Date of Award


Degree Name

Doctor of Philosophy


Health Education

First Advisor



Although the adverse health effects of cigarette smoking are well known, many college students continue to initiate and maintain cigarette smoking. While some college students are making quit attempts, they have limited success. Past research has identified graduation as one life event around which college students plan to quit smoking. Therefore, the college senior may be at a reachable moment related to cessation interventions. It was one purpose of the present study to examine whether attitudes, self-efficacy, and subjective norms might influence a college senior's intention to quit smoking at graduation. Past research has also identified friends and peers as an influencing factor related to initiation and maintenance of student smoking. A second purpose was to examine the influence of peer group norms and strength of group identification on intentions to quit smoking among college seniors. The theory of planned behavior provided the theoretical framework for the study. Using a nonexperimental cross sectional design, data were collected from 573 undergraduate college seniors via a web-based survey. Sixty three percent of the respondents were female and thirty seven percent were male. Of respondents, 26.5% (n= 152) reported being current smokers (had smoked at least one cigarette in the last thirty days) and of the current smokers, 48.7% (n=74) were daily and 51.3% (n=78) were occasional smokers. Independent sample t–tests revealed that, although the original hypothesis (daily smokers would have more positive intentions toward quitting than nondaily smokers) was not supported, nondaily smokers did have more positive intentions to quit smoking than daily smokers. When intentions were examined by sex, no statistical difference was found between males and females in intentions to quit smoking at graduation. Multiple regression revealed that the attitude a smoker holds about quitting was the strongest predictor of quitting intentions, followed by the confidence in one's ability to quit (self-efficacy). The importance of the beliefs held by important others (subjective norms) about quitting was also predictive of intentions to quit, but to a lesser extent than attitudes and self-efficacy. Respondents chose a “most important peer group” (i.e. people I live with, other students in my major), which they used to answer survey questions related to peer group norms and strength of group identification. When group norms and strength of group identification variables were entered into multiple regression, the effects of group norms and group identification were not significant predictors. Strength of group identification was not found to be a moderating variable for group norms when predicting intentions to quit cigarette smoking. The present study used two concepts (subjective norms and group norms) to examine social influence on behavioral intentions. Future studies will be useful in establishing how social influences can best be conceptualized.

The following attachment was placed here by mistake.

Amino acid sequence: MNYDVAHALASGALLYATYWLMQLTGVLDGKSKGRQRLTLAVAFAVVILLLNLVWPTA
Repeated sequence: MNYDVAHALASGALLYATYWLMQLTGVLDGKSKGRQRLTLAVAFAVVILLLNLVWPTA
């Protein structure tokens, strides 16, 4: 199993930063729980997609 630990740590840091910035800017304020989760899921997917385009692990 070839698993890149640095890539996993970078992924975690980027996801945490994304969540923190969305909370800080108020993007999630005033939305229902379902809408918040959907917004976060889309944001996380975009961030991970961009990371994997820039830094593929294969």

This dissertation is only available for download to the SIUC community. Current SIUC affiliates may also access this paper off campus by searching Dissertations & Theses @ Southern Illinois University Carbondale from ProQuest. Others should contact the interlibrary loan department of your local library or contact ProQuest's Dissertation Express service.